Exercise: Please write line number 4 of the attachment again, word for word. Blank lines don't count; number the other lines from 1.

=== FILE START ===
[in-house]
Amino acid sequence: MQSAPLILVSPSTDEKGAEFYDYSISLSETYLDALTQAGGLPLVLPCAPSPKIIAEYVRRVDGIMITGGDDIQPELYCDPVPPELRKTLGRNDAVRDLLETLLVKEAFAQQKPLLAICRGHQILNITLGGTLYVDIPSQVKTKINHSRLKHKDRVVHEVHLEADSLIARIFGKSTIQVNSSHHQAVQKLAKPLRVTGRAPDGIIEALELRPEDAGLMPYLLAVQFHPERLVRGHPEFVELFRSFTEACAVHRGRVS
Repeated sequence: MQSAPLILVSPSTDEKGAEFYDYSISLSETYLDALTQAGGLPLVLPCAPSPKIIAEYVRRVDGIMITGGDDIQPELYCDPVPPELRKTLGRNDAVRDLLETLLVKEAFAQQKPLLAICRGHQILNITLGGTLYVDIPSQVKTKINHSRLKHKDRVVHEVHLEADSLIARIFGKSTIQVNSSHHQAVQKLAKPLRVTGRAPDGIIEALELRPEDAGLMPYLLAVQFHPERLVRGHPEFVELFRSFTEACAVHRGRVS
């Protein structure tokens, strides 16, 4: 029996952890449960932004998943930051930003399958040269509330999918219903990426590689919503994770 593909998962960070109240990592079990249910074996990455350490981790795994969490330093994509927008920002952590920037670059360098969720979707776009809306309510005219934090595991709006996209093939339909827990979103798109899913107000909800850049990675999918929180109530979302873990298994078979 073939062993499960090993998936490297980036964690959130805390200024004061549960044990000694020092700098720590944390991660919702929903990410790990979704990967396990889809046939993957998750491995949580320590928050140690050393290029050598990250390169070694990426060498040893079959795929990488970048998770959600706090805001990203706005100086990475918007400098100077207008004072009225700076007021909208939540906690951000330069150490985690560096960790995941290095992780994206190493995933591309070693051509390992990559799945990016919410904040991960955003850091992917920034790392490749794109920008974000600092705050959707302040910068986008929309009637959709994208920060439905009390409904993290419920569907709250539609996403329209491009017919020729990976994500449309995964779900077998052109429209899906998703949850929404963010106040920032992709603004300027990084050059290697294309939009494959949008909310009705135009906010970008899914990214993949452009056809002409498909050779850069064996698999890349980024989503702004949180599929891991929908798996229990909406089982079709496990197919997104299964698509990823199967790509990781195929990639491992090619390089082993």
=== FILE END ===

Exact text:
């Protein structure tokens, strides 16, 4: 029996952890449960932004998943930051930003399958040269509330999918219903990426590689919503994770 593909998962960070109240990592079990249910074996990455350490981790795994969490330093994509927008920002952590920037670059360098969720979707776009809306309510005219934090595991709006996209093939339909827990979103798109899913107000909800850049990675999918929180109530979302873990298994078979 073939062993499960090993998936490297980036964690959130805390200024004061549960044990000694020092700098720590944390991660919702929903990410790990979704990967396990889809046939993957998750491995949580320590928050140690050393290029050598990250390169070694990426060498040893079959795929990488970048998770959600706090805001990203706005100086990475918007400098100077207008004072009225700076007021909208939540906690951000330069150490985690560096960790995941290095992780994206190493995933591309070693051509390992990559799945990016919410904040991960955003850091992917920034790392490749794109920008974000600092705050959707302040910068986008929309009637959709994208920060439905009390409904993290419920569907709250539609996403329209491009017919020729990976994500449309995964779900077998052109429209899906998703949850929404963010106040920032992709603004300027990084050059290697294309939009494959949008909310009705135009906010970008899914990214993949452009056809002409498909050779850069064996698999890349980024989503702004949180599929891991929908798996229990909406089982079709496990197919997104299964698509990823199967790509990781195929990639491992090619390089082993």